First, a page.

Margaret White

Year conviction was overturned:

Margaret White was one of a group of former sub-postmasters and post-mistresses who were convicted of offences including theft, false accounting, and fraud, based on information from a computer system called Horizon which suggested that money had gone missing from post-office branch accounts. The basis of each of the prosecutions in these cases was that money missing from the branch account had been a result of theft by the sub-postmaster or mistress or had been covered up by fraud or false accounting by the sub-postmaster or mistress. However, the accounts of a branch post office did not in fact reflect missing cash or stock but was a result of a bug within the Horizon system which caused errors or defects.

During 2005, an audit had led to the accusation that Mrs White was responsible for a total shortfall of £51,039.72. Following subsequent investigations Post Office Limited alleged that she had falsified accounts to hide a further £10,000 shortfall. Mrs White was inexperienced in running the post office’s books and had only received two days of accounting training. She could not explain where the money had gone. During an interview under caution in 2005, Mrs White repeatedly denied having stolen any money. She claimed that she may have made a mistake when physically sending money to Post Office Limited, however further checks showed that Mrs White had sent the correct amount.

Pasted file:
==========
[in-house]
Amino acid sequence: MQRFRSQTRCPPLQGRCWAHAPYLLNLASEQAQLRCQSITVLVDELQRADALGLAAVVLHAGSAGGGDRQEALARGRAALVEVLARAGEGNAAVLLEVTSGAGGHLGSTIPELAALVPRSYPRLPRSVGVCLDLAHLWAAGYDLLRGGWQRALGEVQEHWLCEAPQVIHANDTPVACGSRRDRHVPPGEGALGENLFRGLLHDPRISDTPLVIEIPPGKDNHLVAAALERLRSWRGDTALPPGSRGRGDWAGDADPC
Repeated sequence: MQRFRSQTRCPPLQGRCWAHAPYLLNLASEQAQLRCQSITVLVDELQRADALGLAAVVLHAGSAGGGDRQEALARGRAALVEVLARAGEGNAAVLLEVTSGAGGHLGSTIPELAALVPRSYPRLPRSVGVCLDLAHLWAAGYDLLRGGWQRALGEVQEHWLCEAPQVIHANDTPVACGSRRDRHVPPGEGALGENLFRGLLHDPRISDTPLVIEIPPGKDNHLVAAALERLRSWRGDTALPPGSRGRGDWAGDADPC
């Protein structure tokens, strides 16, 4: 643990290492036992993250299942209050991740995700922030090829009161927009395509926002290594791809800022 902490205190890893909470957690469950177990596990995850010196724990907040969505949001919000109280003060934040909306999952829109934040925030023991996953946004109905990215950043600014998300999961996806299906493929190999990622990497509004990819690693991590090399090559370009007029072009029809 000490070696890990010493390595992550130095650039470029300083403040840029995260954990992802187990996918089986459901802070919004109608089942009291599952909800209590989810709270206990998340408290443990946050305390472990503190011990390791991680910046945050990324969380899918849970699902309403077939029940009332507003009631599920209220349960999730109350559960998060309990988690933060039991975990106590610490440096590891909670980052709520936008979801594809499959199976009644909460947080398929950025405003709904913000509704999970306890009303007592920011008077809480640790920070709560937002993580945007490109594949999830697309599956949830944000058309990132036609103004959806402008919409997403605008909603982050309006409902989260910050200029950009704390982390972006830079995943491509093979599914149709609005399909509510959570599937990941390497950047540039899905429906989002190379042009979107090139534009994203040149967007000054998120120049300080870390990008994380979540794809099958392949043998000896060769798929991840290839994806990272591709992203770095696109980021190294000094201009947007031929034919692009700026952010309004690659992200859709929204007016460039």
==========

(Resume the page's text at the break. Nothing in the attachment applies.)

At a hearing during 2006, Mrs White pleaded not guilty to two counts of theft and five counts of false accounting. The defence indicated that they wanted a chartered accountant to check the figures and procedures relating to these losses. After discussions between prosecution and defence counsel in 2007, she pleaded guilty to two counts of false accounting, in relation to shortfalls of £28,150 and £10,000 respectively. Mrs White received a sentence of 51 weeks in prison suspended for two years, as well as two years’ supervision and 150 hours of unpaid work and she was ordered to pay £500 towards the costs of the prosecution.

Mrs White’s conviction was quashed based on evidence indicating that the Horizon computer system was faulty, and responsible for incorrectly flagging shortfalls in accounts.


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